Style of blank space — Some wide-margin Bibles are printed with faint (or not-so-faint) horizontal lines for you to write on. I would never purchase one of these, as the line spacing is not how I would naturally space my handwriting. Plus, I really don’t think I need lines to keep my writing straight for one inch! In addition, if you are going to include artwork in your margin notes, the lines might interfere with the aesthetics of your drawings.

WideMarginRuled
The natural spacing of my handwriting does not match the spacing of these lines.

Hard cover or leather — My wide-margin Bibles have hard covers, which are cheaper, but I’m sure less durable, than leather covers.

Red-letter or black letter — This is your preference. I choose only black-letter editions, as I think they are easier to read, and all Scripture is Scripture, not just the words of Jesus.

Paper — My Cambridge Bibles are printed with a heavier paper, which reduces bleed-through of ink.

Tools for Marking a Wide-Margin Bible

WideMarginTools
Tools I use with my wide-margin Bible include pens, a highlighter, a ruler, correction tape, and an ink blotter. I keep these together in an old coffee mug.

I have learned by trial and error what tools I need for marking in my wide-margin Bible.

Pen (or pens) — It is best to give some thought to the type of pen you will use in your Bible. You certainly do not want to use a pen that will bleed through the page, and in general this means a ball-point pen rather than a felt-tip pen. Before using a new kind of pen in my Bible, I make some text marks in some obscure place in the concordance or map index in the back to make sure it does not bleed through. I prefer to use a fine ball-point pen, as opposed to medium. More specifically, I use a Pilot B2P blue fine ball-point pen, and have bought a whole box of them.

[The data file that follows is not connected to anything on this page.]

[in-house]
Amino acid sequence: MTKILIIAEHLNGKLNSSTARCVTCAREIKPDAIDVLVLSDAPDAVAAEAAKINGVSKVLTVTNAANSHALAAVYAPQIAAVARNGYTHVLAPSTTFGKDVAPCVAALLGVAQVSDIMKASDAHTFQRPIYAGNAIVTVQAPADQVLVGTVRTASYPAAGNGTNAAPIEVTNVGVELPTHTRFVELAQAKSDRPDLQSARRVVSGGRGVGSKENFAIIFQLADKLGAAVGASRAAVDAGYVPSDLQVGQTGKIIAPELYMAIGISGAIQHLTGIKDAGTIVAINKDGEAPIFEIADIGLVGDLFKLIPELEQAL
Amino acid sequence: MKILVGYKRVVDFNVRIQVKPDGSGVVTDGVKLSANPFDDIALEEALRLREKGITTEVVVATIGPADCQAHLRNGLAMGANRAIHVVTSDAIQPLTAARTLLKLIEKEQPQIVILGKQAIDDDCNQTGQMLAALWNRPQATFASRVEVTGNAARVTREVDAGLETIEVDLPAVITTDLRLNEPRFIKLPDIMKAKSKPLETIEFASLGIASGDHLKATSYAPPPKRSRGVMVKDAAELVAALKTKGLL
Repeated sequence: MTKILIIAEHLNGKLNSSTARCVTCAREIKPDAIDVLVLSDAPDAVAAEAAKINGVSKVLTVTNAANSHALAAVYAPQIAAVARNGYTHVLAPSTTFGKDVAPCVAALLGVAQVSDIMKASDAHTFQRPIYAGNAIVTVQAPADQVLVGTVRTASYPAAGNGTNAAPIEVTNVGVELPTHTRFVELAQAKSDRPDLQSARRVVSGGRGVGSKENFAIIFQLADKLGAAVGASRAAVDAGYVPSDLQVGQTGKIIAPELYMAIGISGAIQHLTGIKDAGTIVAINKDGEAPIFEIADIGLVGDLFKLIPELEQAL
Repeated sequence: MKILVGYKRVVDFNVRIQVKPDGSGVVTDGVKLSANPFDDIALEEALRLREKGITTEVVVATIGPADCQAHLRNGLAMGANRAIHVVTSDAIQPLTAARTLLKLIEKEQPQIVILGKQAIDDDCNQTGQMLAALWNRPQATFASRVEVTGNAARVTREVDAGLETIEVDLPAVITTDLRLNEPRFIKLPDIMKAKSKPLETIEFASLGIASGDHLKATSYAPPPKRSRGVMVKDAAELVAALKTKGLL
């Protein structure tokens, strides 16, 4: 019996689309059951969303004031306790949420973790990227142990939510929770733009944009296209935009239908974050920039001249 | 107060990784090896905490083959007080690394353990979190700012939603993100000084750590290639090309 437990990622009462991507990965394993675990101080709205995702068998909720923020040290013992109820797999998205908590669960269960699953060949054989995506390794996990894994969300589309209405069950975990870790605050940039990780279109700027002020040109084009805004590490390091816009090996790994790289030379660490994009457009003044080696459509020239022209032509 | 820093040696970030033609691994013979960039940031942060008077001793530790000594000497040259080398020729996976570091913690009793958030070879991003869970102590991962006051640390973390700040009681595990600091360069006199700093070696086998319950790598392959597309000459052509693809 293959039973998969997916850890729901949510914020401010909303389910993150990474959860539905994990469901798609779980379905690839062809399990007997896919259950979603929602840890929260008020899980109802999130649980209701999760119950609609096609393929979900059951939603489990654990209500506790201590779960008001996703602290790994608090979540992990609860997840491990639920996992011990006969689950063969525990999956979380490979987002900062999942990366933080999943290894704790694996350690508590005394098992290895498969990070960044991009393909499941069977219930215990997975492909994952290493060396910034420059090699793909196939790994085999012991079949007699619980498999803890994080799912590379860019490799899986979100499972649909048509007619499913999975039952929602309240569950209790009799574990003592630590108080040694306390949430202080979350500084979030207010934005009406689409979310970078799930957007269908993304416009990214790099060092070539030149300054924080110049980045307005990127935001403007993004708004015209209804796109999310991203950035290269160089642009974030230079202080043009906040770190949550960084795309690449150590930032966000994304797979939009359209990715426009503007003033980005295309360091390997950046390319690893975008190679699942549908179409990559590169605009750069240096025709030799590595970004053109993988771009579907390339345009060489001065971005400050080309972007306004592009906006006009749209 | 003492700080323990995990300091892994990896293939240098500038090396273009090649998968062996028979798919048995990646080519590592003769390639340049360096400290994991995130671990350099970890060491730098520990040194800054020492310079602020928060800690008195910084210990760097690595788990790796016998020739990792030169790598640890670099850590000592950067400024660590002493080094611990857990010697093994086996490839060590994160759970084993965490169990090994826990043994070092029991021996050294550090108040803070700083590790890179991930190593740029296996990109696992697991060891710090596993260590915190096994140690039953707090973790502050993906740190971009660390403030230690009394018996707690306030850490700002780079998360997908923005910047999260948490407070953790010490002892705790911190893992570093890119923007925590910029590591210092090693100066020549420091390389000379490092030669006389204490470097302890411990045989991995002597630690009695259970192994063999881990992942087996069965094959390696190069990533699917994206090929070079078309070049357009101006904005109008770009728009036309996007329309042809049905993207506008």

Highlighters — If you do highlighting in your Bible, I recommend testing the highlighters in someplace like the concordance or map index to see how much it bleeds through the paper. Some people prefer dry Bible highlighters that can be purchased at Christian bookstores or online. My experience is that the lead breaks too easily on these, but maybe you will have a better experience.

Ruler — I use a flexible 6-inch ruler so I can underline with straight lines. This, of course, is optional.

White-out tape — If you are at all like me, you will make mistakes, such as typos, as you write in your margin. I used to use white-out liquid, which was a real pain, but now I use the correction tape dispensers, which are ideal for this sort of work (unless you buy a Bible with off-white pages).

Blotter — Ball-point pens tend to get little globs of ink accumulating near the tip while underlining, and this can result in a smudge of ink on your page. After underlining a verse, I will blot the ink off the tip of the pen with a facial tissue or paper towel that I keep with my other supplies.

Wide-Margin Strategies

This is how I do my note taking, underlining and highlighting, and other things:

Notes — I write kind of small, which allows me to put a lot of notes on the page. I write a verse number to start the note, as it is not always possible to put the note right next to the verse if I have a lot of notes on the page. My notes might be from my personal meditations, copied in part from study Bibles (such as the ESV Study Bible) or from commentaries; things I have learned from books I am reading, or from sermons. I have a lot of notes in my Bible related to apologetics and the doctrine of creation, as those are two of my deeper interests.

Underlining — I am more of an underlining guy than a highlighting guy. I underline words, verses, or longer passages that are especially meaningful to me. I use blue ink, but that is entirely your preference. You may come up with some sort of color code instead.